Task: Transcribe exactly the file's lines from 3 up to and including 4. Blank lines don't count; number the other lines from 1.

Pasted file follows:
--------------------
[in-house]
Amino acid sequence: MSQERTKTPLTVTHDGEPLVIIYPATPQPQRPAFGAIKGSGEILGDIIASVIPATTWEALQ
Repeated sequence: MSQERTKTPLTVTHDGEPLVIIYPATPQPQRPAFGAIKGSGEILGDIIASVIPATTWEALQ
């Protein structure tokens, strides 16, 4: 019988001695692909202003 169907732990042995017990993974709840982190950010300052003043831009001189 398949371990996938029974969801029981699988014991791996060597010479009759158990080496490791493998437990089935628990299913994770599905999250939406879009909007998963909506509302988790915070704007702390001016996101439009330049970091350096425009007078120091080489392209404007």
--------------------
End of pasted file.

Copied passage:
Repeated sequence: MSQERTKTPLTVTHDGEPLVIIYPATPQPQRPAFGAIKGSGEILGDIIASVIPATTWEALQ
């Protein structure tokens, strides 16, 4: 019988001695692909202003 169907732990042995017990993974709840982190950010300052003043831009001189 398949371990996938029974969801029981699988014991791996060597010479009759158990080496490791493998437990089935628990299913994770599905999250939406879009909007998963909506509302988790915070704007702390001016996101439009330049970091350096425009007078120091080489392209404007």